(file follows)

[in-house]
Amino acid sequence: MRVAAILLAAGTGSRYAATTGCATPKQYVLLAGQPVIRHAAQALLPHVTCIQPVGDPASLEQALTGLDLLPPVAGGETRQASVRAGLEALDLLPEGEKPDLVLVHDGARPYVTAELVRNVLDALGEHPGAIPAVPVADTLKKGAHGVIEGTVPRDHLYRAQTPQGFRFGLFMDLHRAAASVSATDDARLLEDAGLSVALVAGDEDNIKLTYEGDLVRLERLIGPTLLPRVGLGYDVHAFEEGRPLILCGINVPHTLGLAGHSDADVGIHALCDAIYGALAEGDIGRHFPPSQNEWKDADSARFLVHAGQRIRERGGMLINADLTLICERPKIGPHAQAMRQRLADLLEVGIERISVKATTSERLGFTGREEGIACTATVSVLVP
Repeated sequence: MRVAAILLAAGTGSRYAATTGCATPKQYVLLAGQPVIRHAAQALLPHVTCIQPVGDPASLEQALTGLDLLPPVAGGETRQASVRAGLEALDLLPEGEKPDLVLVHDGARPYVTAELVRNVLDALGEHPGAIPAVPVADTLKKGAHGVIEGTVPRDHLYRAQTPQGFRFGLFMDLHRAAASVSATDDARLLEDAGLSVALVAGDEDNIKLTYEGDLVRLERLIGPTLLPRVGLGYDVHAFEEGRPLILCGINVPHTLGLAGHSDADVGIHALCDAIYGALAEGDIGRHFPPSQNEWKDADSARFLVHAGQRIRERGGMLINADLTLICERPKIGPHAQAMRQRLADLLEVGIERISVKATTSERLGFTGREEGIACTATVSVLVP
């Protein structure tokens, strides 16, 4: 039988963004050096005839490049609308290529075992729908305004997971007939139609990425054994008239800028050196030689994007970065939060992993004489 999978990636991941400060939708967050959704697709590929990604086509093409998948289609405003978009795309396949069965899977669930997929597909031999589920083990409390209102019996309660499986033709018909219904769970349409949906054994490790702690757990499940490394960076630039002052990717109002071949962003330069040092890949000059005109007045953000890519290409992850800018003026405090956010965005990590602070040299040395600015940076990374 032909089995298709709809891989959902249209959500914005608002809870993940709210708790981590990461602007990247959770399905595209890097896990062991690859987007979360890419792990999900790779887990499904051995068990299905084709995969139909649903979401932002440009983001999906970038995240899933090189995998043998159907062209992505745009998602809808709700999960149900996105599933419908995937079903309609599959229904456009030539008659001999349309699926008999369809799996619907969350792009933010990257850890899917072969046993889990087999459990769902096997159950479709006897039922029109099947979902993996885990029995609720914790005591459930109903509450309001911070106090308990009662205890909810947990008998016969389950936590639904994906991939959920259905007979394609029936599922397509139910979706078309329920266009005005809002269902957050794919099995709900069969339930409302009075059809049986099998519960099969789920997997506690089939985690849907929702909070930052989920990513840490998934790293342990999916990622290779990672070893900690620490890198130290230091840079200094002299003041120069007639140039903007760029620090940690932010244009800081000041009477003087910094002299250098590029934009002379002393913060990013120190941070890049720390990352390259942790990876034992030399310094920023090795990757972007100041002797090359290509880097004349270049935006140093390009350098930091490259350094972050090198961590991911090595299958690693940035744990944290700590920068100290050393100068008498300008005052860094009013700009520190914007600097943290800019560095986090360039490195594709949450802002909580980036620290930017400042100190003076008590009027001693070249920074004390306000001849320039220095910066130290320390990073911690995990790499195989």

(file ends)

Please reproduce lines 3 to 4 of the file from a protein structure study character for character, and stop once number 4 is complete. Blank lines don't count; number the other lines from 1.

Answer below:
Repeated sequence: MRVAAILLAAGTGSRYAATTGCATPKQYVLLAGQPVIRHAAQALLPHVTCIQPVGDPASLEQALTGLDLLPPVAGGETRQASVRAGLEALDLLPEGEKPDLVLVHDGARPYVTAELVRNVLDALGEHPGAIPAVPVADTLKKGAHGVIEGTVPRDHLYRAQTPQGFRFGLFMDLHRAAASVSATDDARLLEDAGLSVALVAGDEDNIKLTYEGDLVRLERLIGPTLLPRVGLGYDVHAFEEGRPLILCGINVPHTLGLAGHSDADVGIHALCDAIYGALAEGDIGRHFPPSQNEWKDADSARFLVHAGQRIRERGGMLINADLTLICERPKIGPHAQAMRQRLADLLEVGIERISVKATTSERLGFTGREEGIACTATVSVLVP
């Protein structure tokens, strides 16, 4: 039988963004050096005839490049609308290529075992729908305004997971007939139609990425054994008239800028050196030689994007970065939060992993004489 999978990636991941400060939708967050959704697709590929990604086509093409998948289609405003978009795309396949069965899977669930997929597909031999589920083990409390209102019996309660499986033709018909219904769970349409949906054994490790702690757990499940490394960076630039002052990717109002071949962003330069040092890949000059005109007045953000890519290409992850800018003026405090956010965005990590602070040299040395600015940076990374 032909089995298709709809891989959902249209959500914005608002809870993940709210708790981590990461602007990247959770399905595209890097896990062991690859987007979360890419792990999900790779887990499904051995068990299905084709995969139909649903979401932002440009983001999906970038995240899933090189995998043998159907062209992505745009998602809808709700999960149900996105599933419908995937079903309609599959229904456009030539008659001999349309699926008999369809799996619907969350792009933010990257850890899917072969046993889990087999459990769902096997159950479709006897039922029109099947979902993996885990029995609720914790005591459930109903509450309001911070106090308990009662205890909810947990008998016969389950936590639904994906991939959920259905007979394609029936599922397509139910979706078309329920266009005005809002269902957050794919099995709900069969339930409302009075059809049986099998519960099969789920997997506690089939985690849907929702909070930052989920990513840490998934790293342990999916990622290779990672070893900690620490890198130290230091840079200094002299003041120069007639140039903007760029620090940690932010244009800081000041009477003087910094002299250098590029934009002379002393913060990013120190941070890049720390990352390259942790990876034992030399310094920023090795990757972007100041002797090359290509880097004349270049935006140093390009350098930091490259350094972050090198961590991911090595299958690693940035744990944290700590920068100290050393100068008498300008005052860094009013700009520190914007600097943290800019560095986090360039490195594709949450802002909580980036620290930017400042100190003076008590009027001693070249920074004390306000001849320039220095910066130290320390990073911690995990790499195989």